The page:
Frozen ventricular heart tissue was homogenized in buffer containing 50 mM Tris·HCl (pH 8 at 4°C), 1 mM EDTA, 10% glycerol (in wt/vol), 0.02% Brij-35 (in wt/vol), 1 mM dithiothreitol, and 1:1,000 protease inhibitors and 1:100 phosphotase inhibitors (Sigma). Protein was extracted, followed by quantification by a Bradford protein assay kit (Bio-Rad). Protein samples were subjected to 5%∼10% SDS-PAGE and transferred onto a 0.45 μm nitrocellulose membrane (Bio-Rad). The membrane was incubated for blocking with 5% milk in Tris-Buffered Saline Tween-20 for 1 h and probed with either anti-phospho Akt (Ser473; Cell signaling), anti-phospho Akt (Thre308; Cell signaling), anti-total Akt (Cell signaling), anti-phospho AMPK (Cell signaling), anti-total AMPK (Cell signaling), anti-SIRT1 (Cell signaling), anti-phospho ACC (Millipore), anti-SIRT3 (Abcam), anti-SIRT6 (Sigma), anti-Nmnat2 (Santa Cruz), anti-voltage-dependent anion channels (Santa Cruz), or anti-β-actin (Santa Cruz). After probing with primary antibody, the membrane was washed with Tris-Buffered Saline Tween-20 and subsequently probed with a secondary antibody. Immunoblots were visualized with the enhanced chemiluminescence Western blot detection kit (Perkin Elmer) and quantified with ImageJ software (US NIH, Bethesda, MD).

Immunoprecipitation.

A total of 100 μg of heart lysate was precleared with 50 μl of protein A/G-agarose beads. Samples were centrifuged at 16,000 g 5 min, and the supernatant subsequently incubated with 3 μg acetyl-k antibody overnight at 4°C. Each sample had 50 μl protein A/G-agarose beads added, followed by incubation for 4 h at 4°C. The solution was then washed three times using homogenation buffer containing 150 mM NaCl. After the final wash, the supernatant was removed. The sample buffer was added and boiled at 95°C for 5 min. Samples were loaded onto 10% gel for SDS-PAGE. The subsequent steps were then the same as described above for the Western blot analysis. Either anti-total Akt (Cell signaling) or anti-pyruvate dehydrogenase (PDH) (Cell signaling) was used as primary antibody.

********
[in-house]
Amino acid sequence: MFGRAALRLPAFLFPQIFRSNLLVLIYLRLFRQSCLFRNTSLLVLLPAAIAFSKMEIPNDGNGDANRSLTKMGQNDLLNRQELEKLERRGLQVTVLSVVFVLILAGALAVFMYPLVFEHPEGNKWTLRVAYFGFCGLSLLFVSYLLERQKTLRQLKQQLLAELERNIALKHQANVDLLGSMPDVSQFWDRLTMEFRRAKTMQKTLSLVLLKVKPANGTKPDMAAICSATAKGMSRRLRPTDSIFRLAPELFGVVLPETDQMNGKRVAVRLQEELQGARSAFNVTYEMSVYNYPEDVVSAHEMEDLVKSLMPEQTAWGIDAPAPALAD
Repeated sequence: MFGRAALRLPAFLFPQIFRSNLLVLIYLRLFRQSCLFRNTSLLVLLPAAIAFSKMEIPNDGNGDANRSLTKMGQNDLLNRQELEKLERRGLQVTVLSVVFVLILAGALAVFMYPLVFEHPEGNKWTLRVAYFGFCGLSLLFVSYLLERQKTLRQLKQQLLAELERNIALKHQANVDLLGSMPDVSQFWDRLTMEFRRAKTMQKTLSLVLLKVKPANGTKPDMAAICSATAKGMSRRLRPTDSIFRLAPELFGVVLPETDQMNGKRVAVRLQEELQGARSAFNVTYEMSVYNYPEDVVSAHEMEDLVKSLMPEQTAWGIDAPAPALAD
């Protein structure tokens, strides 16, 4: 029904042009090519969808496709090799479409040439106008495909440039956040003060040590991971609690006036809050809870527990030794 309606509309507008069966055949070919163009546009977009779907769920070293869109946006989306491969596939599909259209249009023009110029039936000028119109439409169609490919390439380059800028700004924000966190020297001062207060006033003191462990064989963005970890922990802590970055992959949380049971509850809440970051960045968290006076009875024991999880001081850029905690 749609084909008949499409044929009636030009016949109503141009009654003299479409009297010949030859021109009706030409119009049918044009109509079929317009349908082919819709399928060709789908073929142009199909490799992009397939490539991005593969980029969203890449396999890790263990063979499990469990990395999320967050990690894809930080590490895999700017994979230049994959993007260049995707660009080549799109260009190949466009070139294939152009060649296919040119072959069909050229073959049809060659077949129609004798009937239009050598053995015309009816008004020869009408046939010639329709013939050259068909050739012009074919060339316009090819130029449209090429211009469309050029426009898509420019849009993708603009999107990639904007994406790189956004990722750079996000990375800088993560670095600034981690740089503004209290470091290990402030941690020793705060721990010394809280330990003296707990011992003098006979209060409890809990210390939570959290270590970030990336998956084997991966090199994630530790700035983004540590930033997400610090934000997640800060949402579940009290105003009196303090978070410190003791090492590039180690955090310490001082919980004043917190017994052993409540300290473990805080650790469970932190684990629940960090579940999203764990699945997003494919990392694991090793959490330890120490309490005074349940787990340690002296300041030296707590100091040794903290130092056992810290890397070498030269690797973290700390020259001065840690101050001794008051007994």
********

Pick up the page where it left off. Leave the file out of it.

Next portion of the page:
Short-chain CoA analysis.

Short-chain CoA analysis was performed by using a modified HPLC procedure, as previously reported (17). Frozen ventricular heart tissue was homogenized in 6% perchloric acid and centrifuged at 12,000 g for 5 min at 4°C. The resulting supernatant was subjected to UPLC for CoA ester separation and quantification (17).

Statistical analysis.